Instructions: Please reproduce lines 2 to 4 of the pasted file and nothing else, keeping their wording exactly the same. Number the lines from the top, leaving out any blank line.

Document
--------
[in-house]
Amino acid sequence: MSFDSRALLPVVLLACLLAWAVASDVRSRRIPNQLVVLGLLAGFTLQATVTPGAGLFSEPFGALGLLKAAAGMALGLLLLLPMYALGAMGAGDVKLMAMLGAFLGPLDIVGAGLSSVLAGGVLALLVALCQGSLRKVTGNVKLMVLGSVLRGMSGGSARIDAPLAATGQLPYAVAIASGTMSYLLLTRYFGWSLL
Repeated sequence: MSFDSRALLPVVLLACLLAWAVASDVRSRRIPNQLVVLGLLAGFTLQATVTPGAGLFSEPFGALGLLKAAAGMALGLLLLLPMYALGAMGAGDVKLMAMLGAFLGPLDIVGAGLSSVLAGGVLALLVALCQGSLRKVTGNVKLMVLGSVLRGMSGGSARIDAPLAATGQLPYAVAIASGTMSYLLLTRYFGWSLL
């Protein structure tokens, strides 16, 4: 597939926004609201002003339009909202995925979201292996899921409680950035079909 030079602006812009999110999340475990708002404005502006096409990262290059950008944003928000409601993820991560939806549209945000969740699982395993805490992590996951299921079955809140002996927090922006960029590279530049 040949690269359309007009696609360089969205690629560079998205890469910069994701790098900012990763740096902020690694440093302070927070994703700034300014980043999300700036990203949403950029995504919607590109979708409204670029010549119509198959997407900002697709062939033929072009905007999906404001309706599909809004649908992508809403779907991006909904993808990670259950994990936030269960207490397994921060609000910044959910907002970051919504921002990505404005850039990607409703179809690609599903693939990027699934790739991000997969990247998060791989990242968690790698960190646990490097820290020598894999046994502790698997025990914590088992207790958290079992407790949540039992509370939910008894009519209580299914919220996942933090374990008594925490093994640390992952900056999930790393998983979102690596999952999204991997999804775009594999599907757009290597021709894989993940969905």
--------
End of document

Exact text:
Amino acid sequence: MSFDSRALLPVVLLACLLAWAVASDVRSRRIPNQLVVLGLLAGFTLQATVTPGAGLFSEPFGALGLLKAAAGMALGLLLLLPMYALGAMGAGDVKLMAMLGAFLGPLDIVGAGLSSVLAGGVLALLVALCQGSLRKVTGNVKLMVLGSVLRGMSGGSARIDAPLAATGQLPYAVAIASGTMSYLLLTRYFGWSLL
Repeated sequence: MSFDSRALLPVVLLACLLAWAVASDVRSRRIPNQLVVLGLLAGFTLQATVTPGAGLFSEPFGALGLLKAAAGMALGLLLLLPMYALGAMGAGDVKLMAMLGAFLGPLDIVGAGLSSVLAGGVLALLVALCQGSLRKVTGNVKLMVLGSVLRGMSGGSARIDAPLAATGQLPYAVAIASGTMSYLLLTRYFGWSLL
């Protein structure tokens, strides 16, 4: 597939926004609201002003339009909202995925979201292996899921409680950035079909 030079602006812009999110999340475990708002404005502006096409990262290059950008944003928000409601993820991560939806549209945000969740699982395993805490992590996951299921079955809140002996927090922006960029590279530049 040949690269359309007009696609360089969205690629560079998205890469910069994701790098900012990763740096902020690694440093302070927070994703700034300014980043999300700036990203949403950029995504919607590109979708409204670029010549119509198959997407900002697709062939033929072009905007999906404001309706599909809004649908992508809403779907991006909904993808990670259950994990936030269960207490397994921060609000910044959910907002970051919504921002990505404005850039990607409703179809690609599903693939990027699934790739991000997969990247998060791989990242968690790698960190646990490097820290020598894999046994502790698997025990914590088992207790958290079992407790949540039992509370939910008894009519209580299914919220996942933090374990008594925490093994640390992952900056999930790393998983979102690596999952999204991997999804775009594999599907757009290597021709894989993940969905």